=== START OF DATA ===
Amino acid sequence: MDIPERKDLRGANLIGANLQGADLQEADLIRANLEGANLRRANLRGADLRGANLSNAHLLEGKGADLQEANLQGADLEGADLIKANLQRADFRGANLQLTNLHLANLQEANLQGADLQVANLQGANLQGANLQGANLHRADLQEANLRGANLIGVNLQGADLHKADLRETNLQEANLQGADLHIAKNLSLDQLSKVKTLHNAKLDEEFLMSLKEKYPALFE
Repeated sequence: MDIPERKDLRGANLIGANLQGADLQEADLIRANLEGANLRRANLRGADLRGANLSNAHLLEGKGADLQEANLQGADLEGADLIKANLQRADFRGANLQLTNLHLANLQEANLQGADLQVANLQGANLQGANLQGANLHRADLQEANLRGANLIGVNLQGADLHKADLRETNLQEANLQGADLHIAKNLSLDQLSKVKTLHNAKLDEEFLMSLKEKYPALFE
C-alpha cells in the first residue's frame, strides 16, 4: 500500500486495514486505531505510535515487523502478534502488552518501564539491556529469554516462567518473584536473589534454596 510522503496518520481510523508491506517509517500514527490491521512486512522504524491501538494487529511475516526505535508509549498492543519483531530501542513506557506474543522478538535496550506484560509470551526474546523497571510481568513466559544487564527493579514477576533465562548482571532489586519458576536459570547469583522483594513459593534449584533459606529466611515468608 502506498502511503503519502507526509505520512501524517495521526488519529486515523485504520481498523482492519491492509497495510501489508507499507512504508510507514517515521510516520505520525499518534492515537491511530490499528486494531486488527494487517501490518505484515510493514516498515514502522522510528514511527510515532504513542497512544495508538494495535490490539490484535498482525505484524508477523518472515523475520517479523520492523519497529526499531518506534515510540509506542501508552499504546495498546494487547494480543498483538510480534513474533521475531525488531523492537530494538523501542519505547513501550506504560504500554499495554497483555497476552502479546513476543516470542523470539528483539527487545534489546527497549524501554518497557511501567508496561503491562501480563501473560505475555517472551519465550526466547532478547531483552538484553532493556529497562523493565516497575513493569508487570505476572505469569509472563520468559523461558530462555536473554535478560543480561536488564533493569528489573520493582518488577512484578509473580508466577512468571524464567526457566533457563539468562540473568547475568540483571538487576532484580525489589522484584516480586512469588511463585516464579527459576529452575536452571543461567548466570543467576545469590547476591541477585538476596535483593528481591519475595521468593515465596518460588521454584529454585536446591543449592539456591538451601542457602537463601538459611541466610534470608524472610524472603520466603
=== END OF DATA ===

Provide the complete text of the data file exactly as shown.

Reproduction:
Amino acid sequence: MDIPERKDLRGANLIGANLQGADLQEADLIRANLEGANLRRANLRGADLRGANLSNAHLLEGKGADLQEANLQGADLEGADLIKANLQRADFRGANLQLTNLHLANLQEANLQGADLQVANLQGANLQGANLQGANLHRADLQEANLRGANLIGVNLQGADLHKADLRETNLQEANLQGADLHIAKNLSLDQLSKVKTLHNAKLDEEFLMSLKEKYPALFE
Repeated sequence: MDIPERKDLRGANLIGANLQGADLQEADLIRANLEGANLRRANLRGADLRGANLSNAHLLEGKGADLQEANLQGADLEGADLIKANLQRADFRGANLQLTNLHLANLQEANLQGADLQVANLQGANLQGANLQGANLHRADLQEANLRGANLIGVNLQGADLHKADLRETNLQEANLQGADLHIAKNLSLDQLSKVKTLHNAKLDEEFLMSLKEKYPALFE
C-alpha cells in the first residue's frame, strides 16, 4: 500500500486495514486505531505510535515487523502478534502488552518501564539491556529469554516462567518473584536473589534454596 510522503496518520481510523508491506517509517500514527490491521512486512522504524491501538494487529511475516526505535508509549498492543519483531530501542513506557506474543522478538535496550506484560509470551526474546523497571510481568513466559544487564527493579514477576533465562548482571532489586519458576536459570547469583522483594513459593534449584533459606529466611515468608 502506498502511503503519502507526509505520512501524517495521526488519529486515523485504520481498523482492519491492509497495510501489508507499507512504508510507514517515521510516520505520525499518534492515537491511530490499528486494531486488527494487517501490518505484515510493514516498515514502522522510528514511527510515532504513542497512544495508538494495535490490539490484535498482525505484524508477523518472515523475520517479523520492523519497529526499531518506534515510540509506542501508552499504546495498546494487547494480543498483538510480534513474533521475531525488531523492537530494538523501542519505547513501550506504560504500554499495554497483555497476552502479546513476543516470542523470539528483539527487545534489546527497549524501554518497557511501567508496561503491562501480563501473560505475555517472551519465550526466547532478547531483552538484553532493556529497562523493565516497575513493569508487570505476572505469569509472563520468559523461558530462555536473554535478560543480561536488564533493569528489573520493582518488577512484578509473580508466577512468571524464567526457566533457563539468562540473568547475568540483571538487576532484580525489589522484584516480586512469588511463585516464579527459576529452575536452571543461567548466570543467576545469590547476591541477585538476596535483593528481591519475595521468593515465596518460588521454584529454585536446591543449592539456591538451601542457602537463601538459611541466610534470608524472610524472603520466603